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Russia is aided by sanctions from China; US warns Beijing

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By Mark Trevelyan

LONDON (Reuters) – Russia said on Sunday it was counting on China to help it weather the blow to its economy from Western sanctions over the war in Ukraine, but the United States warned Beijing not to provide that lifeline.

Russian Finance Minister Anton Siluanov said the sanctions had deprived Moscow of access to $300bn of its $640bn in gold and foreign exchange reserves, adding there was pressure on Beijing to close more.

“We have part of our gold and foreign exchange reserves in the Chinese currency, in yuan. And we see what pressure Western countries put on China to limit mutual trade with China. Of course there is pressure to limit access to those reserves,” he said.

“But I think that our partnership with China will still allow us to maintain the cooperation that we have achieved, and not only maintain it, but also increase it in an environment where Western markets are closing.”

Western countries have imposed unprecedented sanctions on Russia’s corporate and financial system since it invaded Ukraine on February 24 in what it calls a special military operation.

Siluanov’s comments in a television interview marked Moscow’s clearest statement yet that it will seek China’s help to cushion the blow.

But US national security adviser Jake Sullivan said Washington was warning China not to provide it.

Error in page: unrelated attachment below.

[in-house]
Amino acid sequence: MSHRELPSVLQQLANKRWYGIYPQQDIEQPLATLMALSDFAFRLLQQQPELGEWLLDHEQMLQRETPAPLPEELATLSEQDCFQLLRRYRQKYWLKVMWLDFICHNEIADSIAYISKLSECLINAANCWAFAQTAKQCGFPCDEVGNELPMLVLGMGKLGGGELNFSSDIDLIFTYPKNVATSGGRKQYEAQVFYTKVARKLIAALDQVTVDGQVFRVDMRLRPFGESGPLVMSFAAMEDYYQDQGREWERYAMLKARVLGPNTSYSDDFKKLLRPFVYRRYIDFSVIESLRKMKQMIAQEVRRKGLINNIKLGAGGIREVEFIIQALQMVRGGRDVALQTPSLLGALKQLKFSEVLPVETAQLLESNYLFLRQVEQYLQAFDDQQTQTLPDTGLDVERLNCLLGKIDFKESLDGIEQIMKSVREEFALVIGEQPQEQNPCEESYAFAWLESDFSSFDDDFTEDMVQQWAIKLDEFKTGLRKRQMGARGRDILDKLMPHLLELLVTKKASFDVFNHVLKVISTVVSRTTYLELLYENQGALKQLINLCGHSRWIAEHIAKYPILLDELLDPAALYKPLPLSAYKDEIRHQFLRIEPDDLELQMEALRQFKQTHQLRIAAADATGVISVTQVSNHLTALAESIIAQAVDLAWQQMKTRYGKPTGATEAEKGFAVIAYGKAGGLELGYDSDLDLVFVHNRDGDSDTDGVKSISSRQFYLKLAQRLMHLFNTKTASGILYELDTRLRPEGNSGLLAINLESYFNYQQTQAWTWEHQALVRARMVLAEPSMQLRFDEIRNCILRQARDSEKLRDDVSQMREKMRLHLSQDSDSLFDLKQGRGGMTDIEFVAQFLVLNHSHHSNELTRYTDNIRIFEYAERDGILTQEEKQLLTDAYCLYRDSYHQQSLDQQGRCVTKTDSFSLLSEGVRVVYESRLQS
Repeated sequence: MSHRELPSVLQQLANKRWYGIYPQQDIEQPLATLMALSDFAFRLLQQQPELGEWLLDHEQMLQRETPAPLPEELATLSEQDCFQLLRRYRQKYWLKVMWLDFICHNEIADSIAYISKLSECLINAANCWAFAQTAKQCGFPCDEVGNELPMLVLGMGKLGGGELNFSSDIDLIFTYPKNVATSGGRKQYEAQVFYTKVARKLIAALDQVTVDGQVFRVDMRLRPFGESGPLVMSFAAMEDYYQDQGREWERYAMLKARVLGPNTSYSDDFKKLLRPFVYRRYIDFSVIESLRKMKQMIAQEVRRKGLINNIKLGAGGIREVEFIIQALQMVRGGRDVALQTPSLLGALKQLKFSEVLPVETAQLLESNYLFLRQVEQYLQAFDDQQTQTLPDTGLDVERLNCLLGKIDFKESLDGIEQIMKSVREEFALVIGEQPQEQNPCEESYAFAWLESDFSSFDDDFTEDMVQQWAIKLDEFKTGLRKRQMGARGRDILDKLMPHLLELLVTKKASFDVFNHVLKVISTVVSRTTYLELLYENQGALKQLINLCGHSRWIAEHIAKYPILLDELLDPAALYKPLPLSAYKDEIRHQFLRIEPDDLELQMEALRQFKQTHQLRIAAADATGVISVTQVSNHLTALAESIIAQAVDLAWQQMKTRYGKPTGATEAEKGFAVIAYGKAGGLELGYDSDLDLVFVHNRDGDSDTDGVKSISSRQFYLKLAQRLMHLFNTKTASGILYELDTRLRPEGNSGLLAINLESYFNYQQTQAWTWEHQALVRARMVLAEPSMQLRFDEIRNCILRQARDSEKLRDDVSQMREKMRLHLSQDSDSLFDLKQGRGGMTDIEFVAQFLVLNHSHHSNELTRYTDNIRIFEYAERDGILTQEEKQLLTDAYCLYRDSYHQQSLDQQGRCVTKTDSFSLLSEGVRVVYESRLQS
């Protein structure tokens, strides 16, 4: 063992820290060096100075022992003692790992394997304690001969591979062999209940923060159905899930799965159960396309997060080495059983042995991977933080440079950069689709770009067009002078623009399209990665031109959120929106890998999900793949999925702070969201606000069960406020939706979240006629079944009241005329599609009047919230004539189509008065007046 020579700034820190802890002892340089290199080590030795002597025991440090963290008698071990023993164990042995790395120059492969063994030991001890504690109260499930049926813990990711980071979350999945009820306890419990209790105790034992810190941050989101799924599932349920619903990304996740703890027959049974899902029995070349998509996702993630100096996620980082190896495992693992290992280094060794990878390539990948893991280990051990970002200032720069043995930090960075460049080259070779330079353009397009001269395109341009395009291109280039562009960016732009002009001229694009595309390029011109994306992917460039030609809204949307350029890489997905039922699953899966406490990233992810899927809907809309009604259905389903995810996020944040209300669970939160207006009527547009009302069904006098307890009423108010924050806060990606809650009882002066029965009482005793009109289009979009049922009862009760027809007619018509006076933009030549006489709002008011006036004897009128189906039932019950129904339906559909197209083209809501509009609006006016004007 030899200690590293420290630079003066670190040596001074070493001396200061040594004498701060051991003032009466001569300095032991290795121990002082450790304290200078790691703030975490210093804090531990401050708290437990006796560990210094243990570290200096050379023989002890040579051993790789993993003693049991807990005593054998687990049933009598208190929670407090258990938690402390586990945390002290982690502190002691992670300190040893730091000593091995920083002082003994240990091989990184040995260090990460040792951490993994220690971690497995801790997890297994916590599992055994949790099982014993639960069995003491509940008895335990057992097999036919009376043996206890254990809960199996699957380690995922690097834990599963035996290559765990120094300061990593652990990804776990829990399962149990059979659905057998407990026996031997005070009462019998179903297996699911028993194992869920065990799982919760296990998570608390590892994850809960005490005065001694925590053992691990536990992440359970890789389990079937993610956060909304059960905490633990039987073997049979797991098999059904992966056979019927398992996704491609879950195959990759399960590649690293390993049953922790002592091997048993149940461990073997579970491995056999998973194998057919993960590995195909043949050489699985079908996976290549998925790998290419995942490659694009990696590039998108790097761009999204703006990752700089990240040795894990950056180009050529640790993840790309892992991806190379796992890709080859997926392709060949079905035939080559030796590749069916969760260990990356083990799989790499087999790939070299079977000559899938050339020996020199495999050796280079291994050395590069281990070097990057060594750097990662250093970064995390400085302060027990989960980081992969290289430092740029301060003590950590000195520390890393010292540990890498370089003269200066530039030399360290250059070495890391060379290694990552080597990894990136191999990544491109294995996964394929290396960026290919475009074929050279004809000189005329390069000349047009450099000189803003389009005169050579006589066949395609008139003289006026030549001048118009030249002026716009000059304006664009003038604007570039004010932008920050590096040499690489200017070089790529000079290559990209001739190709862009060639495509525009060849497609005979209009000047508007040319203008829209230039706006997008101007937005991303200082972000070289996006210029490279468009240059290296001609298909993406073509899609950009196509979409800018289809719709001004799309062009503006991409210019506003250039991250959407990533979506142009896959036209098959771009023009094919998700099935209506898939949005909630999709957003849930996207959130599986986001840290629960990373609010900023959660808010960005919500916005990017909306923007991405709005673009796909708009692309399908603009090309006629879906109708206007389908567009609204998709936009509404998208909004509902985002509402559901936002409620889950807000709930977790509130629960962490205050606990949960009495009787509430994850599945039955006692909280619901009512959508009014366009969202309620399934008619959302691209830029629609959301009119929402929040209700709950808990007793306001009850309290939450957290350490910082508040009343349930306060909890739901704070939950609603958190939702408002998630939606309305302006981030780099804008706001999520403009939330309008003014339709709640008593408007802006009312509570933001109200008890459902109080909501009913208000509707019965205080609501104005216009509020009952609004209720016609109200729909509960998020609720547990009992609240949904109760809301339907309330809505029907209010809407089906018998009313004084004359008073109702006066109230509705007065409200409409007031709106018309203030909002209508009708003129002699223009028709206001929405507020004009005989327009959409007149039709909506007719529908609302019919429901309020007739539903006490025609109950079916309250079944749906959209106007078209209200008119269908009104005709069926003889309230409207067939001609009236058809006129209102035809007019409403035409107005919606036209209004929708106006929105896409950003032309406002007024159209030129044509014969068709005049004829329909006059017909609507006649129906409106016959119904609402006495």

“We are communicating directly, privately with Beijing, that there will absolutely be consequences for large-scale sanctions, evasion efforts, or supporting Russia to replenish them,” Sullivan told CNN.

“We will not allow that to go ahead and there is a lifeline for Russia from these economic sanctions from any country, anywhere in the world,” added Sullivan, who is due to meet China’s top diplomat Yang Jiechi in Rome on Monday. .

Russia and China have tightened cooperation in recent times as both have come under heavy Western pressure on human rights and a host of other issues. Beijing has not condemned Russia’s attack on Ukraine and does not call it an invasion, but has urged a negotiated solution.

Presidents Vladimir Putin and Xi Jinping met in Beijing on February 4 and announced a strategic partnership that they said was aimed at countering US influence, describing it as a boundless friendship.

China is Russia’s main export market after the European Union. Russian exports to China were worth $79.3 billion in 2021, with oil and gas accounting for 56% of that, according to China’s customs agency.

(Reporting by Mark Trevelyan; Editing by Hugh Lawson)

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